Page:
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Raising the Rank: Climbing Intermediate at WSGOK

“Oh my god, it's a mirage. I'm tellin' y'all; it's sabotage!”

"Sabotage" by the Beastie Boys plays from my phone as my husband Tim and I drive to Oklahoma City. Today is the day of the 2018 Winter State Games of Oklahoma. I’m nervous, so I listen to “pump me up” music to calm myself, but I’m anxious already. The competition starts at 10 a.m. We arrive at Climb UP OKC for the event shortly after nine so I can sign-in.

Exterior panarama of Climb UP OKC gym.

We walk around the gym to see the routes. I mention which routes I want to do first. We find the bouldering room, and I warm up. I need to get nerves out and my muscles ready for climbing. Not too much later, climbers are gathered up to hear the competition rules and guidelines.

The rules go as followed; competitors have 3 hours to climb as many routes as possible. The judges will take the total number of points earned for scoring.

Climb UP has 29 routes to climb, with scores based on height and difficulty. The route heights vary from 35 to 80 feet. Each route has checkpoints holds at the quarter and three-fourths marked for points. If you grab or bypass the checkpoints, you earn those points. If you fall, you come off the route. If you fall before you reach the top at any point, you’re allowed one attempt to try it again.

The clock strikes 10 o’clock; we are free to climb.

Arms, Ropes, and Strength

On an autobelay.

The first route I climb is a 40-foot auto-belay worth 850 points. It’s a little long, but the holds are good to grab and use. I send it on the first try.

Thankfully, Tim brought his harness and could belay me because I overhear that there are not enough volunteers to belay everyone. So, he ends up belaying me for most of the comp.

We move to another room with slightly shorter routes. I knock out a few easy auto-belays. Then we switch to a few little harder slab-like routes. One of them had a bit of a reach at the top, but I manage to pull-up, hang on to the holds, and send.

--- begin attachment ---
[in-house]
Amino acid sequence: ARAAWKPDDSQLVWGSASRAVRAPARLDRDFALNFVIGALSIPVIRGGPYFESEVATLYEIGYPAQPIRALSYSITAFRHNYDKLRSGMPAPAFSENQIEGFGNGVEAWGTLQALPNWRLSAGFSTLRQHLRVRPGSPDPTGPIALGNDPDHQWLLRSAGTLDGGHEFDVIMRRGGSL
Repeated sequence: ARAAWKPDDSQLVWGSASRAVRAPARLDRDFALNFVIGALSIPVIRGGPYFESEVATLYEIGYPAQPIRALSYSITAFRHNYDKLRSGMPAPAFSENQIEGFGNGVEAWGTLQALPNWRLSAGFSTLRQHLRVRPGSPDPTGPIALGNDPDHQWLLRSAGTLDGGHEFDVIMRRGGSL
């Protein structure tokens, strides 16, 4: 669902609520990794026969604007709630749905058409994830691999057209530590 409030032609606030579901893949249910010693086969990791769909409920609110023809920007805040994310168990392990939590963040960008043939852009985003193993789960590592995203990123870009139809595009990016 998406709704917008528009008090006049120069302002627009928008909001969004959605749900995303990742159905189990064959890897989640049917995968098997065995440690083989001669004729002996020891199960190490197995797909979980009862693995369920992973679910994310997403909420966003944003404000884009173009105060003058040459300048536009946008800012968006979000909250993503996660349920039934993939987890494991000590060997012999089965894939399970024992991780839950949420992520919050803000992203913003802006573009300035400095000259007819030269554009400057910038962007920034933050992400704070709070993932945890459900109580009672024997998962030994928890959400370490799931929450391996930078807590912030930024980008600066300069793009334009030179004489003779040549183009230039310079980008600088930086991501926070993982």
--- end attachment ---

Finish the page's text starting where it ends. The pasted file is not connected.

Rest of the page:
Feeling the Heartbreak

There’s one 40-foot route in the same room I attempted worth 1000 points but didn’t send. I climb about 80% of the route when I see the holds aren’t great for either hands or feet. I reach for one and slip off from it.

Man, that’s disappointing. So close but so far away. As soon as my feet touch the mat, I need to stretch my arms. They feel painfully pumped.

After catching my breath, I send a couple of more routes before attempting a 70-foot route. This one was heartbreaking because I got past the three-fourths mark, around 80% (go figure) before I fell. My arms feel pumped, I did one too many pull-ups while on the route, and I couldn’t find any good footholds to use. I lunge for a hold to grab, I miss and drop.

“NO,” I yell.

“Damn, that sucked,” I think as I come down. I hoped I’d reach the top. I used so much energy climbing that route I wouldn’t have enough to make it to the top if I tried again. I feel a little defeated as we walk away from it.

Surprising Myself

Working on a belayed route.

After another break, my husband and I walk through the gym to find open routes. I attempt or send some more routes. An overhanging one catches my eye, and I decide to try it. There’s another overhang I want to do, but there’s a long line waiting to climb it.

This route I tried I bet had a harder grade given the higher point value on the start marker. The beginning of the route doesn’t look bad. So, I start climbing. The holds are good for a while.

The first checkpoint is far to the right and hard to reach. I’m not sure how but I discover a small hole to stick a finger or two in, reposition and pull myself above it on the route. I lean over towards the checkpoint hold to grab it. In doing so, I lost my balance and pulled a chunk of the wall out from the hole where my fingers were. Oops!

Because I climbed past the first checkpoint, I get the points from it. Woohoo!

The 3-hour time limit is coming up. I want to do one more route before stopping. However, I hear one of the Climb UP employees telling climbers not to climb if they haven’t started a route and turn in their scorecards. Bummer.

So, I do. I turn my card in and clean up, so my husband and I can grab lunch from the food truck outside the gym. I attempted or sent 14 routes. My goal was to climb half of the routes, so that’s not bad.

The Moment of Truth

Standing at the awards podium with my silver medal

Shortly afterward, the awards ceremony starts. The youth awards are given out first then the adults. The announcer gets to the intermediate category. I tell myself that if I don’t medal, it’s ok.

They call out the name for the 3rd place. My heart sinks a little because I think if I were to medal, that would have been it. Second place, Heather Supinie! Wait, no way! I’m beaming as I walk up to the platform and receive my medal. I grin from ear to ear as the photographer takes our picture. Holy crap, I made second!

A Happy Ending

I walk back to Tim and give him a big hug as he tells me congratulations. My first competition I climb as intermediate and make second. Wow. I’m a little star-struck as we drive back to Norman from the comp. I’m so proud of what I accomplished.

My arms, shoulders, and back are sore, but they worked hard for what they earned today. They deserve a few days of much-needed rest. Until next time, happy climbing!